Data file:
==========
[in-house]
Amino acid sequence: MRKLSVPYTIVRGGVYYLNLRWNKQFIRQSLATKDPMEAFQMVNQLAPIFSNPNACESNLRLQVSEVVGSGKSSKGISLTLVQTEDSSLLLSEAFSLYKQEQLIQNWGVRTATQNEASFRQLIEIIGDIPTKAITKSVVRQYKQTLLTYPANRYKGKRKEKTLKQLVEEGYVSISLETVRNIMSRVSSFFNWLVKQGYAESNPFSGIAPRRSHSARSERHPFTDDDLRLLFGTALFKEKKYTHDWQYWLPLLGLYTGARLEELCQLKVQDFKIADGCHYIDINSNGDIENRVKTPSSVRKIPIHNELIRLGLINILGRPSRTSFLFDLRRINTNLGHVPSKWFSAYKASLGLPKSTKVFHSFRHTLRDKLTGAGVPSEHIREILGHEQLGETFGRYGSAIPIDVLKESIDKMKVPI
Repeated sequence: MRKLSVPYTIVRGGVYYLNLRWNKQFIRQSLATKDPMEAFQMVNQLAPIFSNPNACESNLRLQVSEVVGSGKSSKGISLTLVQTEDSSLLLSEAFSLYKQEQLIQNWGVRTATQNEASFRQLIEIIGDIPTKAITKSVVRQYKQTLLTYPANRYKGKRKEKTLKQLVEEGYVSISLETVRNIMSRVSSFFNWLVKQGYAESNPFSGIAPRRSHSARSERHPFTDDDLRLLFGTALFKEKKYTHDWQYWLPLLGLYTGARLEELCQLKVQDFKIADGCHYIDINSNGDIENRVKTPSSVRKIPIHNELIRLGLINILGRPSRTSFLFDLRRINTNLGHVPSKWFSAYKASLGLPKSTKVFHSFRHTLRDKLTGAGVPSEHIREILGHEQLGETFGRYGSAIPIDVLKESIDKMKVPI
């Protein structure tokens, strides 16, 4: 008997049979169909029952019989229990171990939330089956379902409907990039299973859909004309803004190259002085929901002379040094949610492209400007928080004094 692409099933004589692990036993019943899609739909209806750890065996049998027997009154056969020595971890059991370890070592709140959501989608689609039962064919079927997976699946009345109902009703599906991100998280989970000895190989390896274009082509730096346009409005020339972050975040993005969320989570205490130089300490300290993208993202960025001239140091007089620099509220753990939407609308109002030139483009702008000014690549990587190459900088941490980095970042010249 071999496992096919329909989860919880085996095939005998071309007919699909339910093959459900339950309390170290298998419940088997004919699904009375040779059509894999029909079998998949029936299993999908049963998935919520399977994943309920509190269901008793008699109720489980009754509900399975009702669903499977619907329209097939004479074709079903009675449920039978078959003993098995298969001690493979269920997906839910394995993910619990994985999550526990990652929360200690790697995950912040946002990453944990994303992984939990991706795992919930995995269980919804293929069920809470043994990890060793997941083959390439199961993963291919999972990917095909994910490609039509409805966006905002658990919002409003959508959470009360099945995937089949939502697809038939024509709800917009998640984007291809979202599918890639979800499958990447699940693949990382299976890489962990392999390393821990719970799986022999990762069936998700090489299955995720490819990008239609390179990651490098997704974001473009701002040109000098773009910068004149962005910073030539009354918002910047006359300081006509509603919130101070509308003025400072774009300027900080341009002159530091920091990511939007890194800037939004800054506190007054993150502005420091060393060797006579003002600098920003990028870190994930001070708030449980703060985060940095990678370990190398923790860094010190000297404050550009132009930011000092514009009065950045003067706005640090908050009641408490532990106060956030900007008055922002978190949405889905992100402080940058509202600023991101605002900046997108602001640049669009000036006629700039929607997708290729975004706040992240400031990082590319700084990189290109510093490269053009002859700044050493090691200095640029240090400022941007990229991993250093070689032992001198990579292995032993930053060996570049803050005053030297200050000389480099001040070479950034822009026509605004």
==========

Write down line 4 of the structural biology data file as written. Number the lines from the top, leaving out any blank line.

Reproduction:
């Protein structure tokens, strides 16, 4: 008997049979169909029952019989229990171990939330089956379902409907990039299973859909004309803004190259002085929901002379040094949610492209400007928080004094 692409099933004589692990036993019943899609739909209806750890065996049998027997009154056969020595971890059991370890070592709140959501989608689609039962064919079927997976699946009345109902009703599906991100998280989970000895190989390896274009082509730096346009409005020339972050975040993005969320989570205490130089300490300290993208993202960025001239140091007089620099509220753990939407609308109002030139483009702008000014690549990587190459900088941490980095970042010249 071999496992096919329909989860919880085996095939005998071309007919699909339910093959459900339950309390170290298998419940088997004919699904009375040779059509894999029909079998998949029936299993999908049963998935919520399977994943309920509190269901008793008699109720489980009754509900399975009702669903499977619907329209097939004479074709079903009675449920039978078959003993098995298969001690493979269920997906839910394995993910619990994985999550526990990652929360200690790697995950912040946002990453944990994303992984939990991706795992919930995995269980919804293929069920809470043994990890060793997941083959390439199961993963291919999972990917095909994910490609039509409805966006905002658990919002409003959508959470009360099945995937089949939502697809038939024509709800917009998640984007291809979202599918890639979800499958990447699940693949990382299976890489962990392999390393821990719970799986022999990762069936998700090489299955995720490819990008239609390179990651490098997704974001473009701002040109000098773009910068004149962005910073030539009354918002910047006359300081006509509603919130101070509308003025400072774009300027900080341009002159530091920091990511939007890194800037939004800054506190007054993150502005420091060393060797006579003002600098920003990028870190994930001070708030449980703060985060940095990678370990190398923790860094010190000297404050550009132009930011000092514009009065950045003067706005640090908050009641408490532990106060956030900007008055922002978190949405889905992100402080940058509202600023991101605002900046997108602001640049669009000036006629700039929607997708290729975004706040992240400031990082590319700084990189290109510093490269053009002859700044050493090691200095640029240090400022941007990229991993250093070689032992001198990579292995032993930053060996570049803050005053030297200050000389480099001040070479950034822009026509605004």